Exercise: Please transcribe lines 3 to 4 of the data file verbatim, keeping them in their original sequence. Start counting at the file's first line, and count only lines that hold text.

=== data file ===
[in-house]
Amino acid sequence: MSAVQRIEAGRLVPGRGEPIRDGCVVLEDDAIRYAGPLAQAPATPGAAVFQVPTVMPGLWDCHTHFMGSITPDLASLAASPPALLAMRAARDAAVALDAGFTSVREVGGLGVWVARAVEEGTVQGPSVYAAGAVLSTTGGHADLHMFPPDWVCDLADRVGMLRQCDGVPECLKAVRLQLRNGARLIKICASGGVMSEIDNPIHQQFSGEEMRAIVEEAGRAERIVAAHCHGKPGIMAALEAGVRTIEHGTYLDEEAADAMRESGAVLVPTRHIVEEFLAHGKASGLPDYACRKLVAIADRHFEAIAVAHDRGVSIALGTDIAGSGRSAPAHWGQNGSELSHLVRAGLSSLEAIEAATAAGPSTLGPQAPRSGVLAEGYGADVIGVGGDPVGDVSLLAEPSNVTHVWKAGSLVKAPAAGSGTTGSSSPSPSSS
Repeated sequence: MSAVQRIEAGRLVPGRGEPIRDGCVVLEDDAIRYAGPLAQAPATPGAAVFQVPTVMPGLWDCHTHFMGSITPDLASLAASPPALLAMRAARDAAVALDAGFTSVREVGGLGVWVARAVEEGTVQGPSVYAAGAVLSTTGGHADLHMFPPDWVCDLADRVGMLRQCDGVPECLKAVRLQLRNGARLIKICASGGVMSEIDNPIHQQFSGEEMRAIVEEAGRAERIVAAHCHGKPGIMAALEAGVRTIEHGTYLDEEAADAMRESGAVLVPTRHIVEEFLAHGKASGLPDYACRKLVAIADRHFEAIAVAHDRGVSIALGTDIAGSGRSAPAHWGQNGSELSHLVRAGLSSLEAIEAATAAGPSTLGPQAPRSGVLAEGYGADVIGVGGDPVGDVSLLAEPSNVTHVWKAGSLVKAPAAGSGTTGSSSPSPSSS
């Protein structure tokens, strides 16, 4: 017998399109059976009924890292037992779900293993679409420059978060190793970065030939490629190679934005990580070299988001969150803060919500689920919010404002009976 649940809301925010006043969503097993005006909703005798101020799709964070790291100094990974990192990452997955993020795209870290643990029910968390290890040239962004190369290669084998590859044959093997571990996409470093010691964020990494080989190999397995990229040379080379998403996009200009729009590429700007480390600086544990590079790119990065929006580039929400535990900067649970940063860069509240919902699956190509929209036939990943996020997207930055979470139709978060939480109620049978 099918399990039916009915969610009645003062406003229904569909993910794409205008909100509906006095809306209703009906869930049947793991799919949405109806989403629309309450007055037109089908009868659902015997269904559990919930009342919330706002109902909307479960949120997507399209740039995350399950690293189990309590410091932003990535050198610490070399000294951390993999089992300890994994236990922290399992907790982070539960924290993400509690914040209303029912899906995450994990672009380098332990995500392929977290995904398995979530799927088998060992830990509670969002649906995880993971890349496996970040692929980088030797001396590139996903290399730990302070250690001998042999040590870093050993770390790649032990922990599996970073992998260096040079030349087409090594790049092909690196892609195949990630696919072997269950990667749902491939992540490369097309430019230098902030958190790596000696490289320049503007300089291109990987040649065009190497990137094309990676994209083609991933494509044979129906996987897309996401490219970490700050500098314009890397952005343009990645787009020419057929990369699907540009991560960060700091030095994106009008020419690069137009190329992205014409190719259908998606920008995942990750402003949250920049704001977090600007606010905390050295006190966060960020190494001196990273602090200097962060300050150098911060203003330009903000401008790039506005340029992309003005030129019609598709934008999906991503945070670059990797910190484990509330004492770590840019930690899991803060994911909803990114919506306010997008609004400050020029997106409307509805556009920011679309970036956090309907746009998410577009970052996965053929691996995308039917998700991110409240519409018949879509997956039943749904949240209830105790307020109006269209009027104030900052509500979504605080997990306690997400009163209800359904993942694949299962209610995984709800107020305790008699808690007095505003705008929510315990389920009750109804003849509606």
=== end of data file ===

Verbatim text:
Repeated sequence: MSAVQRIEAGRLVPGRGEPIRDGCVVLEDDAIRYAGPLAQAPATPGAAVFQVPTVMPGLWDCHTHFMGSITPDLASLAASPPALLAMRAARDAAVALDAGFTSVREVGGLGVWVARAVEEGTVQGPSVYAAGAVLSTTGGHADLHMFPPDWVCDLADRVGMLRQCDGVPECLKAVRLQLRNGARLIKICASGGVMSEIDNPIHQQFSGEEMRAIVEEAGRAERIVAAHCHGKPGIMAALEAGVRTIEHGTYLDEEAADAMRESGAVLVPTRHIVEEFLAHGKASGLPDYACRKLVAIADRHFEAIAVAHDRGVSIALGTDIAGSGRSAPAHWGQNGSELSHLVRAGLSSLEAIEAATAAGPSTLGPQAPRSGVLAEGYGADVIGVGGDPVGDVSLLAEPSNVTHVWKAGSLVKAPAAGSGTTGSSSPSPSSS
């Protein structure tokens, strides 16, 4: 017998399109059976009924890292037992779900293993679409420059978060190793970065030939490629190679934005990580070299988001969150803060919500689920919010404002009976 649940809301925010006043969503097993005006909703005798101020799709964070790291100094990974990192990452997955993020795209870290643990029910968390290890040239962004190369290669084998590859044959093997571990996409470093010691964020990494080989190999397995990229040379080379998403996009200009729009590429700007480390600086544990590079790119990065929006580039929400535990900067649970940063860069509240919902699956190509929209036939990943996020997207930055979470139709978060939480109620049978 099918399990039916009915969610009645003062406003229904569909993910794409205008909100509906006095809306209703009906869930049947793991799919949405109806989403629309309450007055037109089908009868659902015997269904559990919930009342919330706002109902909307479960949120997507399209740039995350399950690293189990309590410091932003990535050198610490070399000294951390993999089992300890994994236990922290399992907790982070539960924290993400509690914040209303029912899906995450994990672009380098332990995500392929977290995904398995979530799927088998060992830990509670969002649906995880993971890349496996970040692929980088030797001396590139996903290399730990302070250690001998042999040590870093050993770390790649032990922990599996970073992998260096040079030349087409090594790049092909690196892609195949990630696919072997269950990667749902491939992540490369097309430019230098902030958190790596000696490289320049503007300089291109990987040649065009190497990137094309990676994209083609991933494509044979129906996987897309996401490219970490700050500098314009890397952005343009990645787009020419057929990369699907540009991560960060700091030095994106009008020419690069137009190329992205014409190719259908998606920008995942990750402003949250920049704001977090600007606010905390050295006190966060960020190494001196990273602090200097962060300050150098911060203003330009903000401008790039506005340029992309003005030129019609598709934008999906991503945070670059990797910190484990509330004492770590840019930690899991803060994911909803990114919506306010997008609004400050020029997106409307509805556009920011679309970036956090309907746009998410577009970052996965053929691996995308039917998700991110409240519409018949879509997956039943749904949240209830105790307020109006269209009027104030900052509500979504605080997990306690997400009163209800359904993942694949299962209610995984709800107020305790008699808690007095505003705008929510315990389920009750109804003849509606």